In 2017, Rasta Imposta sued Kmart for copyright infringement because Kmart was selling a virtually identical banana costume (See Blawg Post dated 10/31/2017). The parties settled. Then Rasta Imposta’s competitor, Kangaroo Manufacturing Inc. started selling a substantially similar banana costume. The founder of Kangaroo had once worked for Rasta Imposta and knew that Rasta Imposta had registered the copyright in the banana costume. But Kangaroo manufactured and sold the banana costume anyway.

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  • Benefits Bulletin

    Who Owns A Participant's Personal Information?

    Andrew S. Williams
    10/24/19

    Service providers for 401(k) and other retirement plans require access to personal data on participants including name, age, address, date of hire, compensation and possibly social security number. This data is necessary to allow plan administrators and recordkeepers to properly allocate plan contributions and earnings to individual participant accounts, to prepare participant statements and for income tax reporting purposes.

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  • IP BLAWG

    An Exit Strategy Doesn’t Include Taking Trade Secrets

    Beverly A. Berneman
    10/22/19

    Trade secrets have 3 major elements. First, they have to be not generally known or readily ascertainable. Second, the owner of the trade secrets gets economic value from them because they’re not generally known. Third, they have to be the subject of reasonable measures of protection from disclosure.

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  • IP BLAWG

    Punsters Delight

    Beverly A. Berneman
    10/15/19

    In two recent cases, trademark holders learned that it was a huge Missed-Steak to sue when puns were involved.

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  • IP BLAWG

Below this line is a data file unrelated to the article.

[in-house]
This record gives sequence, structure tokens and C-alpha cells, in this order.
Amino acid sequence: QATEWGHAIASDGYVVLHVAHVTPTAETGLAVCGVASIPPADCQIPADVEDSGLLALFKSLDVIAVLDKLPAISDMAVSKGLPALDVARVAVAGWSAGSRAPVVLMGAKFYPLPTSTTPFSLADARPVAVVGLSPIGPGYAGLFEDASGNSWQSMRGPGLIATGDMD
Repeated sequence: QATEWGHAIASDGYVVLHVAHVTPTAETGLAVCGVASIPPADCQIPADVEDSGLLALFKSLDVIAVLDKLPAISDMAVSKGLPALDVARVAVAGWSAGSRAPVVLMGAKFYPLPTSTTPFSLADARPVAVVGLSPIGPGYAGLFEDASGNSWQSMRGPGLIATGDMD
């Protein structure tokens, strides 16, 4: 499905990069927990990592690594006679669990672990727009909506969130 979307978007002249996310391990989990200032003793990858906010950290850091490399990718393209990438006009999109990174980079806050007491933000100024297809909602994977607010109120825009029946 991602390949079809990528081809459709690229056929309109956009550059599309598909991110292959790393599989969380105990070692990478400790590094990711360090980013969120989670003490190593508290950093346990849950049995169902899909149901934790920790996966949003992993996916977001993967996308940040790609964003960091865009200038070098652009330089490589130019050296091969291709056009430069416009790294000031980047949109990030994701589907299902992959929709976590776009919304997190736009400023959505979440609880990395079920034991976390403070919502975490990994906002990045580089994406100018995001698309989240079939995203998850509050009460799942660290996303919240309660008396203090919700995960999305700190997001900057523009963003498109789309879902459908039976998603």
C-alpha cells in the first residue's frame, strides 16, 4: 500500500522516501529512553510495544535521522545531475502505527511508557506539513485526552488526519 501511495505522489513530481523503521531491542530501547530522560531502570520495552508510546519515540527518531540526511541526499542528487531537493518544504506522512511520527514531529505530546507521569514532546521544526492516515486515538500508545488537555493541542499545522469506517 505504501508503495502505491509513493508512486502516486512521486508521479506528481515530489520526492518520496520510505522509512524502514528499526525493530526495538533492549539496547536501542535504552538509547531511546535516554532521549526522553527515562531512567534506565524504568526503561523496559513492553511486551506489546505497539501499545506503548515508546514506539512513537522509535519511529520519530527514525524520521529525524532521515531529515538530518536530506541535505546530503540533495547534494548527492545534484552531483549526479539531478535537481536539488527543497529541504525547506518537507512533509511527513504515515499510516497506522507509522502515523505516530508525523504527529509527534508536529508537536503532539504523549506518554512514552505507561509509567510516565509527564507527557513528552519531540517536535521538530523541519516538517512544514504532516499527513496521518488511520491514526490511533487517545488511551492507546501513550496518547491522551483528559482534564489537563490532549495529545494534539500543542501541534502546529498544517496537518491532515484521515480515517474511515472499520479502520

Antitrust and Stealing Trade Secrets Aren’t the Same Thing

    Beverly A. Berneman
    10/8/19

    Premier Comp Solutions LLC develops customized panel listings of healthcare providers for workers’ compensation claims. The technology allows employers to contain workers’ compensation costs by ensuring that a chosen healthcare provider complies with local workers’ compensation laws with respect to qualifications, licensing and quality of care. The beauty of the system is that it can be localized by the state where the employee is located. The system was protected as a trade secret.

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  • IP BLAWG

    THE

    Beverly A. Berneman
    10/1/19

    That’s not a typo. The subject of today’s blog is THE. THE Ohio State University filed an application to register THE for wearing apparel. According to news sources, Ohio State demands to be called “THE Ohio State University”. Ohio State argues that THE is part of its name. Sports and journalists have often commented on Ohio State’s branding insistence calling it stupid, ridiculous, pompous and arrogant. Ohio State responds to these negative comments saying that it has every right to protect its brand.

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  • IP BLAWG

    Big Little Copyright Lies

    Beverly A. Berneman
    9/24/19

    An application to register tells the Copyright Office about you, your work and why you’re entitled to register a copyright. To further this goal, the Copyright Act requires that you include only accurate information in your copyright application. Gold Value International Textile d/b/a Fiesta Fabrics learned the consequences of not following this rule the hard way.

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  • Benefits Bulletin

    Retirement Plan Records and the Forever Rule

    Andrew S. Williams
    9/20/19